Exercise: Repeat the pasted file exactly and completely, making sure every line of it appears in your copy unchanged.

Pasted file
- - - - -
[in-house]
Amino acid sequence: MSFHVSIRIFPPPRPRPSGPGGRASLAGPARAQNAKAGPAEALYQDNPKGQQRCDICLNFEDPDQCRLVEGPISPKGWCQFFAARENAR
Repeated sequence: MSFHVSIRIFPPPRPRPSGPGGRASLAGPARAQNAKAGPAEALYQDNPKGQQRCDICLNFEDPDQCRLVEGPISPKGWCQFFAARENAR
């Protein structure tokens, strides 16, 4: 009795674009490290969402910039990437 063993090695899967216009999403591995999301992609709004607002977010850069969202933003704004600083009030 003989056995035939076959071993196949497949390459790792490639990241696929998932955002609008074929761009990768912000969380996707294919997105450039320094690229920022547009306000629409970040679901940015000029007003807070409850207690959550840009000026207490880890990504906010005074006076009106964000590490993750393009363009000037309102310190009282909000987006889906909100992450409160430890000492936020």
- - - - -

[in-house]
Amino acid sequence: MSFHVSIRIFPPPRPRPSGPGGRASLAGPARAQNAKAGPAEALYQDNPKGQQRCDICLNFEDPDQCRLVEGPISPKGWCQFFAARENAR
Repeated sequence: MSFHVSIRIFPPPRPRPSGPGGRASLAGPARAQNAKAGPAEALYQDNPKGQQRCDICLNFEDPDQCRLVEGPISPKGWCQFFAARENAR
């Protein structure tokens, strides 16, 4: 009795674009490290969402910039990437 063993090695899967216009999403591995999301992609709004607002977010850069969202933003704004600083009030 003989056995035939076959071993196949497949390459790792490639990241696929998932955002609008074929761009990768912000969380996707294919997105450039320094690229920022547009306000629409970040679901940015000029007003807070409850207690959550840009000026207490880890990504906010005074006076009106964000590490993750393009363009000037309102310190009282909000987006889906909100992450409160430890000492936020």